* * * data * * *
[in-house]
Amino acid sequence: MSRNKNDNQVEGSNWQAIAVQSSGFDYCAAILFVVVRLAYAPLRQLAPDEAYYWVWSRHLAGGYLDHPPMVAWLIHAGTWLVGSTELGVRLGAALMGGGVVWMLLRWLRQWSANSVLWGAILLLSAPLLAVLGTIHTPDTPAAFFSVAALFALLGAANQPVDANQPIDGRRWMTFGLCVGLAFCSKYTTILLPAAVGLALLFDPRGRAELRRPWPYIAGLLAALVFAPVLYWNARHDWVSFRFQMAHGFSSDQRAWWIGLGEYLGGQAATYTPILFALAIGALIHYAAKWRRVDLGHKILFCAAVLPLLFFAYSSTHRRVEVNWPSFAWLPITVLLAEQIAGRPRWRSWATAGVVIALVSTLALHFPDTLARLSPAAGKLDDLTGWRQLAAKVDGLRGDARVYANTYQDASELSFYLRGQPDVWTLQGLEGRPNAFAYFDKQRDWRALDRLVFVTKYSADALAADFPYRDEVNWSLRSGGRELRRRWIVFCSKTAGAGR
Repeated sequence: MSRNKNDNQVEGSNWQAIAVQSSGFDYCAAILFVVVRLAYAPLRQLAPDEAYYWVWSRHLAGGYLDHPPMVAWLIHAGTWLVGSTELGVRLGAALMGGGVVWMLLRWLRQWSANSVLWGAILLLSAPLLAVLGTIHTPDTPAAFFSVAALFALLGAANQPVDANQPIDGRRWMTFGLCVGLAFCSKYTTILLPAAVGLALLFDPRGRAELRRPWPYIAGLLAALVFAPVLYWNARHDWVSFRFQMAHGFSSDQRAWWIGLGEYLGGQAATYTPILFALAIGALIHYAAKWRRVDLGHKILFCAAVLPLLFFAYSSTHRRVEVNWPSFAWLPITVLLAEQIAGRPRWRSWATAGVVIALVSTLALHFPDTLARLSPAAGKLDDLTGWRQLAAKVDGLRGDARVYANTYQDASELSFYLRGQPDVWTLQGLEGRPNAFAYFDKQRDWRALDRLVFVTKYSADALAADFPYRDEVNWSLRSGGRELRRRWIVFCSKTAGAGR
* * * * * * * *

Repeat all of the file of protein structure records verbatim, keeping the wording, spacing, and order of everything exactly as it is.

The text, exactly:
[in-house]
Amino acid sequence: MSRNKNDNQVEGSNWQAIAVQSSGFDYCAAILFVVVRLAYAPLRQLAPDEAYYWVWSRHLAGGYLDHPPMVAWLIHAGTWLVGSTELGVRLGAALMGGGVVWMLLRWLRQWSANSVLWGAILLLSAPLLAVLGTIHTPDTPAAFFSVAALFALLGAANQPVDANQPIDGRRWMTFGLCVGLAFCSKYTTILLPAAVGLALLFDPRGRAELRRPWPYIAGLLAALVFAPVLYWNARHDWVSFRFQMAHGFSSDQRAWWIGLGEYLGGQAATYTPILFALAIGALIHYAAKWRRVDLGHKILFCAAVLPLLFFAYSSTHRRVEVNWPSFAWLPITVLLAEQIAGRPRWRSWATAGVVIALVSTLALHFPDTLARLSPAAGKLDDLTGWRQLAAKVDGLRGDARVYANTYQDASELSFYLRGQPDVWTLQGLEGRPNAFAYFDKQRDWRALDRLVFVTKYSADALAADFPYRDEVNWSLRSGGRELRRRWIVFCSKTAGAGR
Repeated sequence: MSRNKNDNQVEGSNWQAIAVQSSGFDYCAAILFVVVRLAYAPLRQLAPDEAYYWVWSRHLAGGYLDHPPMVAWLIHAGTWLVGSTELGVRLGAALMGGGVVWMLLRWLRQWSANSVLWGAILLLSAPLLAVLGTIHTPDTPAAFFSVAALFALLGAANQPVDANQPIDGRRWMTFGLCVGLAFCSKYTTILLPAAVGLALLFDPRGRAELRRPWPYIAGLLAALVFAPVLYWNARHDWVSFRFQMAHGFSSDQRAWWIGLGEYLGGQAATYTPILFALAIGALIHYAAKWRRVDLGHKILFCAAVLPLLFFAYSSTHRRVEVNWPSFAWLPITVLLAEQIAGRPRWRSWATAGVVIALVSTLALHFPDTLARLSPAAGKLDDLTGWRQLAAKVDGLRGDARVYANTYQDASELSFYLRGQPDVWTLQGLEGRPNAFAYFDKQRDWRALDRLVFVTKYSADALAADFPYRDEVNWSLRSGGRELRRRWIVFCSKTAGAGR